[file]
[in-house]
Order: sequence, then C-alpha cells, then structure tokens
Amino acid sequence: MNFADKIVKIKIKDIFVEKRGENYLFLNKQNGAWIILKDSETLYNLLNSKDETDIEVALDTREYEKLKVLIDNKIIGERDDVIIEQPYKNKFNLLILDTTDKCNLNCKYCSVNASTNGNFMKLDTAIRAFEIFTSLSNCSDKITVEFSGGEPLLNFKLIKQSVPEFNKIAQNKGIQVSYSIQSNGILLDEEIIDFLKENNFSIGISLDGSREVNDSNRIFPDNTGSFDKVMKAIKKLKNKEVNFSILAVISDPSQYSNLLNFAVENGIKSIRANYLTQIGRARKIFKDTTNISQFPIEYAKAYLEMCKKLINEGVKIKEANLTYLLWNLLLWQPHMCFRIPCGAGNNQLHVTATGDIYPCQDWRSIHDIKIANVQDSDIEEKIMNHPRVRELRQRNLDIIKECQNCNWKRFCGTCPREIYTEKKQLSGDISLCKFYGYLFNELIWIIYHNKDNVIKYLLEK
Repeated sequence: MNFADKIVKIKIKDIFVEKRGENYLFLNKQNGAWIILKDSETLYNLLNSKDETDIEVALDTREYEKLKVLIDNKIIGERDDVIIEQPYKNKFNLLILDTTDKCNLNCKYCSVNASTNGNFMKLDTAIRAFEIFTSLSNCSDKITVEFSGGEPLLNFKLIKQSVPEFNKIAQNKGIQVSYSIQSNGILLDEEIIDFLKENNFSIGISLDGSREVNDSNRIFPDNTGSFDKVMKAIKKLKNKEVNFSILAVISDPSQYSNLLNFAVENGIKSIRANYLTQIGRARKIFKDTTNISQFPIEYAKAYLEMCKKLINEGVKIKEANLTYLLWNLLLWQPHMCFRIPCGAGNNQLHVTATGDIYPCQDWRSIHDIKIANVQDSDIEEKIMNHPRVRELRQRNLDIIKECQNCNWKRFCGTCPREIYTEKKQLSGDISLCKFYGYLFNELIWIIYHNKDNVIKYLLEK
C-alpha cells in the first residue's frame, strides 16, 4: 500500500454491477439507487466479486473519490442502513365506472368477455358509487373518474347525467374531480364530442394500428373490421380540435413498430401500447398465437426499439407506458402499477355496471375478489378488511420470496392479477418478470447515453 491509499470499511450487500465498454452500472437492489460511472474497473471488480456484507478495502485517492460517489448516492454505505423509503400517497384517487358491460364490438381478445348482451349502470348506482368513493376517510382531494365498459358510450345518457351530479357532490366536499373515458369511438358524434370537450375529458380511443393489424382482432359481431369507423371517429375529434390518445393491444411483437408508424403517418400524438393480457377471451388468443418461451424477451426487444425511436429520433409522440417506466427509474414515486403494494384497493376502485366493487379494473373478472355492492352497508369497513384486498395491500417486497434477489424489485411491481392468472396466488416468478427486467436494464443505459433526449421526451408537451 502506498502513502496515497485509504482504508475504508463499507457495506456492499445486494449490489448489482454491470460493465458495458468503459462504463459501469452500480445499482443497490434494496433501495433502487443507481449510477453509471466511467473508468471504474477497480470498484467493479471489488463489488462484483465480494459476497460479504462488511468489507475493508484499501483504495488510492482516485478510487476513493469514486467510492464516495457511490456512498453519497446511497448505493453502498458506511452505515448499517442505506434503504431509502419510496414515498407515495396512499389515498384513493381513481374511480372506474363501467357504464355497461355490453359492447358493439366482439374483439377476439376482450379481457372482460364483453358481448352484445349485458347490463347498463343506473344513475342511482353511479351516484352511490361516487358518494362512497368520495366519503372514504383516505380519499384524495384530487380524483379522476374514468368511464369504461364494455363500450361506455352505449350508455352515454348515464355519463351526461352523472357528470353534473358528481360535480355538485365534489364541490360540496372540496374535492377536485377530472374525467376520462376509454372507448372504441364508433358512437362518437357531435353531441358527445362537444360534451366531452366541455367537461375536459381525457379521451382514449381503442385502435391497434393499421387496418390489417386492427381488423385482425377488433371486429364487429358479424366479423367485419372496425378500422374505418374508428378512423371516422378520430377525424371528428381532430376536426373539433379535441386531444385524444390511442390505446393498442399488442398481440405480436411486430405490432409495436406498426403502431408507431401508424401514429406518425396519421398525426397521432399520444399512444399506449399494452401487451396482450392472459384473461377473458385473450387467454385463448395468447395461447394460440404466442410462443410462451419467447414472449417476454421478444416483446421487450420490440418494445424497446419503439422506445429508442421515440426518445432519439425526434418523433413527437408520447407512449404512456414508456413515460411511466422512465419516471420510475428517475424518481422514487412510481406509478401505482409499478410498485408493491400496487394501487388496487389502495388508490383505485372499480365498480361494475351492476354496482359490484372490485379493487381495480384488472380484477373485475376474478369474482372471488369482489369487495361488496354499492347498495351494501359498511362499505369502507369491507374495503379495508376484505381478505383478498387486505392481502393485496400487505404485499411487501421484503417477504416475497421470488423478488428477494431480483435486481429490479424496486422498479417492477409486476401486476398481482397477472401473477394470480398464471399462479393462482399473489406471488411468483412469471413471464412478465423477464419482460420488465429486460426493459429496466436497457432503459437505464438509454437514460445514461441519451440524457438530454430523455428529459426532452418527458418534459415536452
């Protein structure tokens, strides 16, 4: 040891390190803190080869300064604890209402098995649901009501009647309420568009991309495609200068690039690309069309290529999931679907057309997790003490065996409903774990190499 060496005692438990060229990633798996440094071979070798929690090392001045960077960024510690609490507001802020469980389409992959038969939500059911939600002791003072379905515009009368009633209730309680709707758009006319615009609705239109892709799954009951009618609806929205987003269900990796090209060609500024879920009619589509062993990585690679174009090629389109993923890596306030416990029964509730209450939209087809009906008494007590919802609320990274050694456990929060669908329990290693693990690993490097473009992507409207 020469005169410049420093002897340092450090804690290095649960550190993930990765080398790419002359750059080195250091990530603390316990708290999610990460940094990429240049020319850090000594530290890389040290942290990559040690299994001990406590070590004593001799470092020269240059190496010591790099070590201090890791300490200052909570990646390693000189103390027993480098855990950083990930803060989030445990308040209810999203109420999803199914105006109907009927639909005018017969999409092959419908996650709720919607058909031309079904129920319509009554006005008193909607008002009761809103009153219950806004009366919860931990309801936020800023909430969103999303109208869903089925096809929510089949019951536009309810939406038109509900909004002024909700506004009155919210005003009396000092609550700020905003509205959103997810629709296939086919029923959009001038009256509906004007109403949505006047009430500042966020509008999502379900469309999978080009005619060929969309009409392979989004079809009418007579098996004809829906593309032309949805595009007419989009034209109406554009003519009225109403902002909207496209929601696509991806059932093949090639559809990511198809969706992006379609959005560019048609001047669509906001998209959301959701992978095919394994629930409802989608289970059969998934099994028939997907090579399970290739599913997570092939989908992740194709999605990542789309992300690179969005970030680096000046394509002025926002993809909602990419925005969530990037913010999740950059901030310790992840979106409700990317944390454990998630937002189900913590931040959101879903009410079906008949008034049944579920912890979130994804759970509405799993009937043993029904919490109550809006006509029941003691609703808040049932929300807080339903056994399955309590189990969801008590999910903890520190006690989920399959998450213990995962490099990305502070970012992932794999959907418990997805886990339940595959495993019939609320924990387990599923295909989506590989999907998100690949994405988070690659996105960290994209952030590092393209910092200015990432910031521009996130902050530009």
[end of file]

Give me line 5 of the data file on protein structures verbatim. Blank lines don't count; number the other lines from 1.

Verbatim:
C-alpha cells in the first residue's frame, strides 16, 4: 500500500454491477439507487466479486473519490442502513365506472368477455358509487373518474347525467374531480364530442394500428373490421380540435413498430401500447398465437426499439407506458402499477355496471375478489378488511420470496392479477418478470447515453 491509499470499511450487500465498454452500472437492489460511472474497473471488480456484507478495502485517492460517489448516492454505505423509503400517497384517487358491460364490438381478445348482451349502470348506482368513493376517510382531494365498459358510450345518457351530479357532490366536499373515458369511438358524434370537450375529458380511443393489424382482432359481431369507423371517429375529434390518445393491444411483437408508424403517418400524438393480457377471451388468443418461451424477451426487444425511436429520433409522440417506466427509474414515486403494494384497493376502485366493487379494473373478472355492492352497508369497513384486498395491500417486497434477489424489485411491481392468472396466488416468478427486467436494464443505459433526449421526451408537451 502506498502513502496515497485509504482504508475504508463499507457495506456492499445486494449490489448489482454491470460493465458495458468503459462504463459501469452500480445499482443497490434494496433501495433502487443507481449510477453509471466511467473508468471504474477497480470498484467493479471489488463489488462484483465480494459476497460479504462488511468489507475493508484499501483504495488510492482516485478510487476513493469514486467510492464516495457511490456512498453519497446511497448505493453502498458506511452505515448499517442505506434503504431509502419510496414515498407515495396512499389515498384513493381513481374511480372506474363501467357504464355497461355490453359492447358493439366482439374483439377476439376482450379481457372482460364483453358481448352484445349485458347490463347498463343506473344513475342511482353511479351516484352511490361516487358518494362512497368520495366519503372514504383516505380519499384524495384530487380524483379522476374514468368511464369504461364494455363500450361506455352505449350508455352515454348515464355519463351526461352523472357528470353534473358528481360535480355538485365534489364541490360540496372540496374535492377536485377530472374525467376520462376509454372507448372504441364508433358512437362518437357531435353531441358527445362537444360534451366531452366541455367537461375536459381525457379521451382514449381503442385502435391497434393499421387496418390489417386492427381488423385482425377488433371486429364487429358479424366479423367485419372496425378500422374505418374508428378512423371516422378520430377525424371528428381532430376536426373539433379535441386531444385524444390511442390505446393498442399488442398481440405480436411486430405490432409495436406498426403502431408507431401508424401514429406518425396519421398525426397521432399520444399512444399506449399494452401487451396482450392472459384473461377473458385473450387467454385463448395468447395461447394460440404466442410462443410462451419467447414472449417476454421478444416483446421487450420490440418494445424497446419503439422506445429508442421515440426518445432519439425526434418523433413527437408520447407512449404512456414508456413515460411511466422512465419516471420510475428517475424518481422514487412510481406509478401505482409499478410498485408493491400496487394501487388496487389502495388508490383505485372499480365498480361494475351492476354496482359490484372490485379493487381495480384488472380484477373485475376474478369474482372471488369482489369487495361488496354499492347498495351494501359498511362499505369502507369491507374495503379495508376484505381478505383478498387486505392481502393485496400487505404485499411487501421484503417477504416475497421470488423478488428477494431480483435486481429490479424496486422498479417492477409486476401486476398481482397477472401473477394470480398464471399462479393462482399473489406471488411468483412469471413471464412478465423477464419482460420488465429486460426493459429496466436497457432503459437505464438509454437514460445514461441519451440524457438530454430523455428529459426532452418527458418534459415536452